must take each line by out-maneuvering the 
Allies, giving him an option of withdrawing or 
becoming surrounded. A position taken without a 
fight should he considered a greater victory than 
a D Elim at 3-1 against the same place. The 
following April 1 move is subjected to analysis 
and suggested with the above in mind: 

Trenta - W3 The garrisoning of the homebase 
is necessary if you want to receive supplies and 

21/3 - NI9 This unit prevents the British 
from blocking the 019 pass and is ready to move 
either north or south with the rest of the 

21/5 - N17 and 21/104 - N16 These are in 
position either to strike at the escarpment line or 
to move to the southern escarpment. They also 
protect: Supply - 017. 

Rommel - Ol 5 From here Rommel can easily 
reach any friendly unit. 

Ariete — H3 This unit isolates Bengasi. (It can 
reach this point by moving from W9 to S9), 


Some people move this unit to the South with 
the 21st Division, saying that a northern advance 
by this unit is a sheer waste. It is my opinion 
that this unit's relatively poor mobility handicaps 
it in the desert, while the capture of Bengazi and 
the destruction of 2/2sg is rather important. 

Pavia, Savena, Brescia - K5 These units are in 
position for a rapid advance along Ihe road 
Savena can assist in 2/2sg isolation next turn. 

Bologna - K3 This unit completes the isola- 
lion of Bengazi, 

You may notice that the placement of the 
Italians around Bengazi differs slightly from con- 
vention. It is designed lo discourage those irritat- 
ing 1-5 attacks by 2/2sg from G2 which, if 
successful, tie down three Italian units Tor two 
extra turns. If it attacks and gets an AB2, retreat 
him back through Bengasi to 12. Next move 
Bologna holds and Savena goes to H3. It's now 
surrounded by Iwo units instead of 3 and has no 
hope of escape. 

April 11 — This move depends somewhat on 
the British turn. If 2/2sg is dead, Savena and 
Bologna can join the rest of the Italians in 
advancing down the road as far as possible, If the 
21st division can join Ariete in a 4-1 attack, the 
other Italians will prevent isolation and the 
escarpment line could fall a turn early. A safer 
move which is just as good is to send the armor 
to a southern escarpment square such as P22 or 
T26, while 21/3 moves to U29, Rommel can 
either go with the 21st Division or wait a turn to 
assist the 15th. Some people will argue that this 
move leaves the center open for the Allies to 
send a unit to menace your supply iines. It is my 
contention that the British will need every ractor 
they have for defense. At least four factors must 
be positioned between M2I and P28 to stop the 
Cerman armor. More units must be placed further 
to the East to contain the recce unit. Any spare 
1-1-6's canT go anywhere anyway. The Italians 
block the coast road. If the British want to send 
out a unit, they will have to use a 2-2-6. Not too 
many Allied commanders are going to do that at 
this point. 

May 1 - The 15th Division should head for 
Mediili to join the Italians, who this turn move 
to block the central desert against British raids. 
The armor should continue eastward; R29 is i 
good square. The recce unit should also move 
east as far as possible. If the British aren't paying 
attention, it can take Alexandria on June I. 

May 1 1-Junc 1 - The May I move should have 
forced the British back to the Tobruch heights. It 
will probably take you a turn to clean up several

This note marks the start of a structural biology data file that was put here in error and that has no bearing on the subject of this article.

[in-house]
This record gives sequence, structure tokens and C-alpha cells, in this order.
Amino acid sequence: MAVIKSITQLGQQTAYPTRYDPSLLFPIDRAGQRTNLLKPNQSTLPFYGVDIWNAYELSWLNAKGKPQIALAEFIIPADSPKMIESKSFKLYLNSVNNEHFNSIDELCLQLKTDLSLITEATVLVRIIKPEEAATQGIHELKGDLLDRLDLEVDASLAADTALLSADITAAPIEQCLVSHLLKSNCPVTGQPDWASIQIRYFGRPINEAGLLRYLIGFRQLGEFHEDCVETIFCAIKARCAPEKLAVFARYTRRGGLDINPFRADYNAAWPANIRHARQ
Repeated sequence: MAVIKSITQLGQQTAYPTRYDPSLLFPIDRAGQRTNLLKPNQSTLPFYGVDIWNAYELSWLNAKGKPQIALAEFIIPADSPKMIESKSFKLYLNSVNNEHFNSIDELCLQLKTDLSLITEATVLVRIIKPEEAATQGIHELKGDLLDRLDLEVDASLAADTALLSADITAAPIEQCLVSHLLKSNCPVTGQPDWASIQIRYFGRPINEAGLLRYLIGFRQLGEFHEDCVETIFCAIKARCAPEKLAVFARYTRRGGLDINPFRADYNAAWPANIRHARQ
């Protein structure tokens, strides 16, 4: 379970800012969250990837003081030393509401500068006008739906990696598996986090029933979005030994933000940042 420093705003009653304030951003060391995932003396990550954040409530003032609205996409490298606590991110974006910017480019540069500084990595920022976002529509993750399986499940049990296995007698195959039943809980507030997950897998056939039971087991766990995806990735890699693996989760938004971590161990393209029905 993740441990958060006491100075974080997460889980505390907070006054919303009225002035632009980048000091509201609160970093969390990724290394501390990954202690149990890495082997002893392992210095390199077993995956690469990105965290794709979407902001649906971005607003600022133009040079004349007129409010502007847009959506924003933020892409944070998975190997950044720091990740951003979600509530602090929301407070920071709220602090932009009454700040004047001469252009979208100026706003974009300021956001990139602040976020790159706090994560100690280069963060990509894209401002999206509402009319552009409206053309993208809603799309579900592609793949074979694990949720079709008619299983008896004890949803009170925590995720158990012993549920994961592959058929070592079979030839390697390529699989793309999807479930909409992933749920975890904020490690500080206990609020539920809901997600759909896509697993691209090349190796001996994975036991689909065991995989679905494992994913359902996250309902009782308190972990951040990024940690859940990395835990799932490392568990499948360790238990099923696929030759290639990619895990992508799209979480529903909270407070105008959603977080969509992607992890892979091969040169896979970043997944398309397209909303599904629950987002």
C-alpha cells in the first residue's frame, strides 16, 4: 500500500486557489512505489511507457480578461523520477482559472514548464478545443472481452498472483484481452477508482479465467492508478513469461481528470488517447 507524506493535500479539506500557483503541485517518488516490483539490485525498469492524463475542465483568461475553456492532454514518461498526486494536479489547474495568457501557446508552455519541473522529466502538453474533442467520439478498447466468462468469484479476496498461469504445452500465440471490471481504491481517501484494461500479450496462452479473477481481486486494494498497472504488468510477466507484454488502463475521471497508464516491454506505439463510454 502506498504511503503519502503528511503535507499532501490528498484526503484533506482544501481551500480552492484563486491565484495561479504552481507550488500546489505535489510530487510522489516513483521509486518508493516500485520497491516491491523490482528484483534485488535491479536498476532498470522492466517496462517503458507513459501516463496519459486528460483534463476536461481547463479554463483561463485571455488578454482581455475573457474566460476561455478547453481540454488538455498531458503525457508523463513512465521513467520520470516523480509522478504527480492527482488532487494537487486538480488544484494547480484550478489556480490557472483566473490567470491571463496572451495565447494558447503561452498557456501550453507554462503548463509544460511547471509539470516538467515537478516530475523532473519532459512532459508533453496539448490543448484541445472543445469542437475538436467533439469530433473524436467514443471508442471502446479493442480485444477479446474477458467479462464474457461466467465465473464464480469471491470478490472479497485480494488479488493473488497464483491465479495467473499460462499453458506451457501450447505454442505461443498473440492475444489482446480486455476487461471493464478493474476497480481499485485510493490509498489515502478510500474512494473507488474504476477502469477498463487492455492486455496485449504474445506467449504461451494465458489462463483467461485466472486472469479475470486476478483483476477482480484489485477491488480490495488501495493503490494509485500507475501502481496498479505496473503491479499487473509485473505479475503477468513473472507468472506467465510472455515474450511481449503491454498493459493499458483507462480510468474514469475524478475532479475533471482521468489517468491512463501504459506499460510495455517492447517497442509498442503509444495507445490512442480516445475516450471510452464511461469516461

delaying units; then you must drive the enemy 
off the heights and inlo the fortress. If you can 
get a good shot at 2/3, take it. Otherwise pick 
the weakest square and smash it. An advance 
after combat should force the defenders to 
retreat into Tobruch. If the British defense gives 
you strong units on the "I" row, look closely. 
You can probably hit a flank and advance, 
cutting off part of the Tobruch defense. 

If any British units managed to get behind 
your lines, they did it by going to the south. It 
will take them several turns to get in a menacing 
position. You shouldn't have to worry about 
them until you have occupied the Tobruch 
Heights. You can kill them now by forming a line 
the width of the board for two turns. 

During the first few jnonlhs keep alert for the 
possibility of sneaking into Tobruch. Supposedly 
competent players will quite often leave an 
opening. If you have a chance for a 2-1 or l-l 



against only 2 or 3 factors, take it, especially in 
PBM where the results are more favorable to the 
attacker. Such an attack isn't as costly as a three 
month siege against British armor and could win 
the fortress without a loss. 

Assuming your opponent hasn'l made any 
mistakes, the situation could be this: The British 
armor, entrenched in Tobruch, is contained by 
the Italians. You've just eliminated the British 
units behind your lines by isolation, you've got 
some supplies and you're ready to move. The 
question is: where? The answer depends on 
Britisli losses. If they have all three armored units 
in Tobruch and a couple 2-2-6's available for 
reinforcements, losses would be too great in an 
atlemp! lo take the fortress. For one thing, two 
Italians or an armored unit would be needed to 
soak-off for a 3-1. Attacks at less than 3-1 against 
a large garrison should be reserved for moments 
of desperation. Under these circumstances head 
lor Alexandria, leaving Italians on H24 and H26 
to keep the touchy Tobruch garrison where it 
belongs. Supplies shouldn't be too much of a 
problem at this point since you've only made two 
or three attacks. They will become a problem, 
however, so still avoid combat whenever possible. 
When you do attack, space lite attack a couple of 
turn ap;irl so you give yourself a chance to get 
the supply back and move it hack towards the 
action. Keep units on the east-west escarpment to